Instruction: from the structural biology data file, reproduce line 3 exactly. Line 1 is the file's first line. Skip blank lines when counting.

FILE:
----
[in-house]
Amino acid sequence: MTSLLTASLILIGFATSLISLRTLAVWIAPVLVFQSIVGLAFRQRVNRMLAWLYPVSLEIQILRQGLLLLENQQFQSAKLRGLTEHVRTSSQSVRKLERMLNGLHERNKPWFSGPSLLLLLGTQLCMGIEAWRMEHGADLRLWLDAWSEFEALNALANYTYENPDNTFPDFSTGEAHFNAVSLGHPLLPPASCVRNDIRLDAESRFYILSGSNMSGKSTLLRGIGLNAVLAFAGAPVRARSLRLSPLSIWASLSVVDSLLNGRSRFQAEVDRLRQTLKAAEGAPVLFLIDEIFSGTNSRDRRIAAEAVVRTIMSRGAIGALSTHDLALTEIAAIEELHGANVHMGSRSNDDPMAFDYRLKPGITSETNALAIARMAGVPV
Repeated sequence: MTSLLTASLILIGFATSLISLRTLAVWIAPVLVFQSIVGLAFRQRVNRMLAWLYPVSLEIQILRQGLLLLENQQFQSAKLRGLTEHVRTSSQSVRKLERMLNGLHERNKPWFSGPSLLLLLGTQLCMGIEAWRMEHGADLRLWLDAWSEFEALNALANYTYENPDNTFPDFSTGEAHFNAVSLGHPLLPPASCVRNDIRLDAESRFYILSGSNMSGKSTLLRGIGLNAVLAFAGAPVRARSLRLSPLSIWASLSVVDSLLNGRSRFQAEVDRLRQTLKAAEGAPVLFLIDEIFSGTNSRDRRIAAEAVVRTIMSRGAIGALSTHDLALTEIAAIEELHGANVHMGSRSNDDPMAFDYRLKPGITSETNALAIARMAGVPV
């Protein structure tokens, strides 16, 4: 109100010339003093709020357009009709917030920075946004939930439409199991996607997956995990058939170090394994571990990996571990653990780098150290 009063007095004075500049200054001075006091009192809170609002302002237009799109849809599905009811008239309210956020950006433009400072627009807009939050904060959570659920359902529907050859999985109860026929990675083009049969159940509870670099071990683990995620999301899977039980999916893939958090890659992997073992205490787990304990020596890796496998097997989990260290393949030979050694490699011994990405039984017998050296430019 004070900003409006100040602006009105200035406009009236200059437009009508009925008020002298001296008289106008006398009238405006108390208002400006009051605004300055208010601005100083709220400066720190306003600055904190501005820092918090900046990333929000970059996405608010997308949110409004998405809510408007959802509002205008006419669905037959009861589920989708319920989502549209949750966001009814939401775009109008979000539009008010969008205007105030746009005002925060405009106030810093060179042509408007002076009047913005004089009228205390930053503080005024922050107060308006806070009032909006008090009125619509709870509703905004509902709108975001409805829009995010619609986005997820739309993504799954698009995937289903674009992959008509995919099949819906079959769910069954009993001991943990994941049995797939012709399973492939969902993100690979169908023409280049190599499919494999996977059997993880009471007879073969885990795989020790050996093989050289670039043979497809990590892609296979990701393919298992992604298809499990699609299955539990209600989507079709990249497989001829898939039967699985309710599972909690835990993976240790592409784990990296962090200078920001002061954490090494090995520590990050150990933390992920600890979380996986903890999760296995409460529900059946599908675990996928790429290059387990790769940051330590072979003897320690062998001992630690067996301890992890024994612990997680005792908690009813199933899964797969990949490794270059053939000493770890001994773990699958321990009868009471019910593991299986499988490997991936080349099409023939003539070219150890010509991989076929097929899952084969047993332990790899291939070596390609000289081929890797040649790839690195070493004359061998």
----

Repeated sequence: MTSLLTASLILIGFATSLISLRTLAVWIAPVLVFQSIVGLAFRQRVNRMLAWLYPVSLEIQILRQGLLLLENQQFQSAKLRGLTEHVRTSSQSVRKLERMLNGLHERNKPWFSGPSLLLLLGTQLCMGIEAWRMEHGADLRLWLDAWSEFEALNALANYTYENPDNTFPDFSTGEAHFNAVSLGHPLLPPASCVRNDIRLDAESRFYILSGSNMSGKSTLLRGIGLNAVLAFAGAPVRARSLRLSPLSIWASLSVVDSLLNGRSRFQAEVDRLRQTLKAAEGAPVLFLIDEIFSGTNSRDRRIAAEAVVRTIMSRGAIGALSTHDLALTEIAAIEELHGANVHMGSRSNDDPMAFDYRLKPGITSETNALAIARMAGVPV